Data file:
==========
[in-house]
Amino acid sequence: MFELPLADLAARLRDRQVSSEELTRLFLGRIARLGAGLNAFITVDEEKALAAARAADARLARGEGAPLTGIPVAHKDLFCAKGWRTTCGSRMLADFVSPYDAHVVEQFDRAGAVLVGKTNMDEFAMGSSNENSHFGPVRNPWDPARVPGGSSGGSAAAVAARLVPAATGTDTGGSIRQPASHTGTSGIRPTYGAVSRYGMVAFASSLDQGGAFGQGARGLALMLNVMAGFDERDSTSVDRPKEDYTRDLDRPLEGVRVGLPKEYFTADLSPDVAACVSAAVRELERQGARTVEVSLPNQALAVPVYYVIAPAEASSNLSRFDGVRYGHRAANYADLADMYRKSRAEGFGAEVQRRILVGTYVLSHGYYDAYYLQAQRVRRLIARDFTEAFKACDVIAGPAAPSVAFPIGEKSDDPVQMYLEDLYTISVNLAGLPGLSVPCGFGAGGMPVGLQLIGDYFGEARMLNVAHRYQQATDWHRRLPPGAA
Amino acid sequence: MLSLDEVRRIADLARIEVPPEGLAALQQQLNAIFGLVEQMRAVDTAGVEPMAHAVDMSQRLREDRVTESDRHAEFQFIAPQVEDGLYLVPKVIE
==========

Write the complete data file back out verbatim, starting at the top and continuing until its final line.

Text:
[in-house]
Amino acid sequence: MFELPLADLAARLRDRQVSSEELTRLFLGRIARLGAGLNAFITVDEEKALAAARAADARLARGEGAPLTGIPVAHKDLFCAKGWRTTCGSRMLADFVSPYDAHVVEQFDRAGAVLVGKTNMDEFAMGSSNENSHFGPVRNPWDPARVPGGSSGGSAAAVAARLVPAATGTDTGGSIRQPASHTGTSGIRPTYGAVSRYGMVAFASSLDQGGAFGQGARGLALMLNVMAGFDERDSTSVDRPKEDYTRDLDRPLEGVRVGLPKEYFTADLSPDVAACVSAAVRELERQGARTVEVSLPNQALAVPVYYVIAPAEASSNLSRFDGVRYGHRAANYADLADMYRKSRAEGFGAEVQRRILVGTYVLSHGYYDAYYLQAQRVRRLIARDFTEAFKACDVIAGPAAPSVAFPIGEKSDDPVQMYLEDLYTISVNLAGLPGLSVPCGFGAGGMPVGLQLIGDYFGEARMLNVAHRYQQATDWHRRLPPGAA
Amino acid sequence: MLSLDEVRRIADLARIEVPPEGLAALQQQLNAIFGLVEQMRAVDTAGVEPMAHAVDMSQRLREDRVTESDRHAEFQFIAPQVEDGLYLVPKVIE